I have two teenagers, 13 (a son) and 15 (a daughter).
They both live with me, although their father lives in the next town and my son often stays with him. When should I tell my kids that I am dating and when should I introduce them to this new person in my life?
Once you feel that engagement or some form of long term committment is upon you, that’s when you begin to develop this new enmeshed family concept. Be sure to have many open conversations along the way about what family means to you and your kids and how your family system might change with another man in your life but it’ll never change the special, deep relationship you have with your kids. Most middle-years children need some time to adjust to their parents' separation before their mother or father begins having new romantic interests.In general, a good guideline is about a six-month wait from the time you separate from your spouse to the time you start to date, although dating will often occur sooner.It’s important to send some key messages in that conversation: I’m taking this dating thing slow, I’ll typically date in a way that will not take away from our time together as a family, you’ll be the first to know if I ever develop any genuine feelings for anyone.How much you want to discuss your date with your children depends on your relationship with them.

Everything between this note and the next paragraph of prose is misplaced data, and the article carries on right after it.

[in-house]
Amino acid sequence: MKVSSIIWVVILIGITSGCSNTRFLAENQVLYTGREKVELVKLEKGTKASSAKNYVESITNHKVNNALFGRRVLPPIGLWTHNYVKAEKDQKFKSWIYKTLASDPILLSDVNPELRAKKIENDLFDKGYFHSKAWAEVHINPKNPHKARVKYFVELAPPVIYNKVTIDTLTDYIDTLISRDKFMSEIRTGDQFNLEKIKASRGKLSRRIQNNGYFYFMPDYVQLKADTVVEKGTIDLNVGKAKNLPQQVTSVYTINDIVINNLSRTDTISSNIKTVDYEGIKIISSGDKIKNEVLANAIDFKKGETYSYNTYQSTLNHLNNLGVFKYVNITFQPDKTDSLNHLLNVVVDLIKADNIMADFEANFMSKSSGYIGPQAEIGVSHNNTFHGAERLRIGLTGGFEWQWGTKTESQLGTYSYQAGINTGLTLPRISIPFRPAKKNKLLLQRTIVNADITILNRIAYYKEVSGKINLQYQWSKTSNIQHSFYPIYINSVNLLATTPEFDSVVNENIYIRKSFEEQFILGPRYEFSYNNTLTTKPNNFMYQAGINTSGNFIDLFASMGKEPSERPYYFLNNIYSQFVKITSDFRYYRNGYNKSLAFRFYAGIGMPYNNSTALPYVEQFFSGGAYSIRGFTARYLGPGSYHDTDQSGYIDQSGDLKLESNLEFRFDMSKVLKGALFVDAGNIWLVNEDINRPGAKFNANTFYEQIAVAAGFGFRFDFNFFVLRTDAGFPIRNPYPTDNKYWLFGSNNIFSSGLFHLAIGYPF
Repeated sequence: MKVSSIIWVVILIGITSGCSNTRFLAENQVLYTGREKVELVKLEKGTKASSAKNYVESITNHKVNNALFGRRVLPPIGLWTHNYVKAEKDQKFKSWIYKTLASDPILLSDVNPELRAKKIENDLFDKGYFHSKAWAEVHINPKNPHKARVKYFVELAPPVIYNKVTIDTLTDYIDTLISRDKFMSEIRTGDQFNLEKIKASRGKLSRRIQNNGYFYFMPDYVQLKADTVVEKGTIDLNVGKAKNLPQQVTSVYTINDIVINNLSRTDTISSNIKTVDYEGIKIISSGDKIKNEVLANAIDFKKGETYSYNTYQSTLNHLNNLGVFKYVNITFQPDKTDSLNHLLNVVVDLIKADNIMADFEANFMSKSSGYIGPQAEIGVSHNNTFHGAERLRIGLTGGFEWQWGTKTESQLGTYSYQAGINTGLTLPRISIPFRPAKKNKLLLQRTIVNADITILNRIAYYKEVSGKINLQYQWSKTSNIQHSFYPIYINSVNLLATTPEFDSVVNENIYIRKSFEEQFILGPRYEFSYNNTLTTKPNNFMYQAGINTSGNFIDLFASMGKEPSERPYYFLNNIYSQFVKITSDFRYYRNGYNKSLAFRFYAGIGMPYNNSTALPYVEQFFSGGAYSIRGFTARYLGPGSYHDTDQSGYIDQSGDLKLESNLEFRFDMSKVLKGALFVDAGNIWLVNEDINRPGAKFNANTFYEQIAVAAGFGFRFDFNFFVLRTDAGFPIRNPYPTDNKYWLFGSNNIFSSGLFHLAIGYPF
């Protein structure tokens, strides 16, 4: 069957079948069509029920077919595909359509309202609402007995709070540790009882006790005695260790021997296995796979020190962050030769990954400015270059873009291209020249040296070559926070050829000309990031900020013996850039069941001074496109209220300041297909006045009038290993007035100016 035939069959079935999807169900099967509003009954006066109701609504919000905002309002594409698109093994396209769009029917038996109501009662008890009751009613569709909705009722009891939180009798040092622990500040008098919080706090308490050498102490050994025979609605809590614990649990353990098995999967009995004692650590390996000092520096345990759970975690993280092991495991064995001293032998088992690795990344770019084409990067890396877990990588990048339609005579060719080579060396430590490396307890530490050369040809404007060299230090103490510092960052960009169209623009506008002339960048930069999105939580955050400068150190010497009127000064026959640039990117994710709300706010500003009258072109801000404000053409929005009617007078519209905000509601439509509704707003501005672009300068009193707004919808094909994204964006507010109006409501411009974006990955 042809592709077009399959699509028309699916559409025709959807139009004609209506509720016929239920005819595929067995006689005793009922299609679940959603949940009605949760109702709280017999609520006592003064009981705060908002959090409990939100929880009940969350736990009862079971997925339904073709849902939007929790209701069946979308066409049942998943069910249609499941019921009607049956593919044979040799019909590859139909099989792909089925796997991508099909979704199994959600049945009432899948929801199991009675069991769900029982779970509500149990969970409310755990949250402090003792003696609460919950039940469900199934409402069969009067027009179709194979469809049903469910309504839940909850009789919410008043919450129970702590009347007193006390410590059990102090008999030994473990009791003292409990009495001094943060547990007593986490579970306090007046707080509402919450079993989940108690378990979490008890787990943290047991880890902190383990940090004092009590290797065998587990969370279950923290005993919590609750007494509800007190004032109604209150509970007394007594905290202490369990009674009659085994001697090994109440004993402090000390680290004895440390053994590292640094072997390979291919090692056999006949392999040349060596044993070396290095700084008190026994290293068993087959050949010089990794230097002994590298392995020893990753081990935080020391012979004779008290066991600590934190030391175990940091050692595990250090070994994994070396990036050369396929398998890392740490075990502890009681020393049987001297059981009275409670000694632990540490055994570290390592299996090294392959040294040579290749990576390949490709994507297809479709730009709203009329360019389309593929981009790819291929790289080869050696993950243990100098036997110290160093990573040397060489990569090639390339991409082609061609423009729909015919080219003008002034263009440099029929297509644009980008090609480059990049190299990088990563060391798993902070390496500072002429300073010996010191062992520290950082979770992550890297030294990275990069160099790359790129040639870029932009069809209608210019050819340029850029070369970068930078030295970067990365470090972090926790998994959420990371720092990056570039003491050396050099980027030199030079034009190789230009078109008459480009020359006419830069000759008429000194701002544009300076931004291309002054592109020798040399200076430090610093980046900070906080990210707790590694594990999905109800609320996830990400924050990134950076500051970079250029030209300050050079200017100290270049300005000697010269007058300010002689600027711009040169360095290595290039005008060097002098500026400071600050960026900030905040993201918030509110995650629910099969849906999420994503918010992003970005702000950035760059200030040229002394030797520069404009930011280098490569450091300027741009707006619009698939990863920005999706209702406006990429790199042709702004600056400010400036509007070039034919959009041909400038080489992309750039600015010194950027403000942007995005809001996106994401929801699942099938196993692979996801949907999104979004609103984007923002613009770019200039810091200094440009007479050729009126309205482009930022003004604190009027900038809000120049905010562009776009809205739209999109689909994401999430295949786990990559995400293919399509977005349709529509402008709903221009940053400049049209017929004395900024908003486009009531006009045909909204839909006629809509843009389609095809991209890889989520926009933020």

Be cautious not to be overly excited about dating because your teens are about to get to that stage themselves and you want to preserve the excitement and healthy conversations about dating for them.However, you may have a child who wants to hear some simple things about how the date went and it’s okay to share that information, but beware that you’re not using your children as your best friend.Introductions should be reserved for when you feel the relationship has potential.Be forwarned that children can develop close attachments quickly so you don’t want your children to develop a meaningful relationship with your man until you know he’s the one and sticking around.When you find someone you like, have a light introduction, perhaps quick dinner and a movie/sporting event just to make sure you feel they interact well and to help your kids feel like they are in the loop.After that, you can continue to have some limited, pleasant times together but they should be far and few between so that your kids aren’t forming any attachments.